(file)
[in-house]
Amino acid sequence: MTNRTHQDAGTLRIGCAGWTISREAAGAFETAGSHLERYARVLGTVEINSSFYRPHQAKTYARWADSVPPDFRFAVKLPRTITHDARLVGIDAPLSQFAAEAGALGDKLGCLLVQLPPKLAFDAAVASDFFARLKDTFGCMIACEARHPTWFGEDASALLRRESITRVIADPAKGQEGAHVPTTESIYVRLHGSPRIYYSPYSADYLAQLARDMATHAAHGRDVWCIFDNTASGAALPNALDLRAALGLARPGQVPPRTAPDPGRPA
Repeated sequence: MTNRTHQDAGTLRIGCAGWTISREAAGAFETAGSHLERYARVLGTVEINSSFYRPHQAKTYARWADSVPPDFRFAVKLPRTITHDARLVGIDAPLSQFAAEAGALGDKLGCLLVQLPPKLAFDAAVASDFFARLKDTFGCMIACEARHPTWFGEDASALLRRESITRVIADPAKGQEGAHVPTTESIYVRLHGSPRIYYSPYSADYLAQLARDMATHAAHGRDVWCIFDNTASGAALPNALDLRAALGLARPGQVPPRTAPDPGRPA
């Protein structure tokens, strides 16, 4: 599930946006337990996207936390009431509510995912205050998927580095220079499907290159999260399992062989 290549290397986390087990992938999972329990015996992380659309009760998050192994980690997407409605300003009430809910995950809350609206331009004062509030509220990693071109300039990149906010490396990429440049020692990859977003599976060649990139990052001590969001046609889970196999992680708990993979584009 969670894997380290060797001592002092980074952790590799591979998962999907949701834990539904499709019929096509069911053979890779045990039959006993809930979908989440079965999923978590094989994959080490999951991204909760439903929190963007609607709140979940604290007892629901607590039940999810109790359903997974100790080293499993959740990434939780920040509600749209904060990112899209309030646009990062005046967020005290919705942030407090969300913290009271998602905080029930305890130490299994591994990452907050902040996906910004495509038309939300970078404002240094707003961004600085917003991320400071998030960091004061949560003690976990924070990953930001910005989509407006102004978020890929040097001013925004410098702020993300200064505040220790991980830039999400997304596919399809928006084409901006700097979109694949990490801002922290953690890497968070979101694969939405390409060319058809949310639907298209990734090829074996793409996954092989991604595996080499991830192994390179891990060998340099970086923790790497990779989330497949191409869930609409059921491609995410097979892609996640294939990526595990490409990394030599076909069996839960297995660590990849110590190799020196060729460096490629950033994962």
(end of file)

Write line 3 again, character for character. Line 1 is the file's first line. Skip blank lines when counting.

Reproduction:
Repeated sequence: MTNRTHQDAGTLRIGCAGWTISREAAGAFETAGSHLERYARVLGTVEINSSFYRPHQAKTYARWADSVPPDFRFAVKLPRTITHDARLVGIDAPLSQFAAEAGALGDKLGCLLVQLPPKLAFDAAVASDFFARLKDTFGCMIACEARHPTWFGEDASALLRRESITRVIADPAKGQEGAHVPTTESIYVRLHGSPRIYYSPYSADYLAQLARDMATHAAHGRDVWCIFDNTASGAALPNALDLRAALGLARPGQVPPRTAPDPGRPA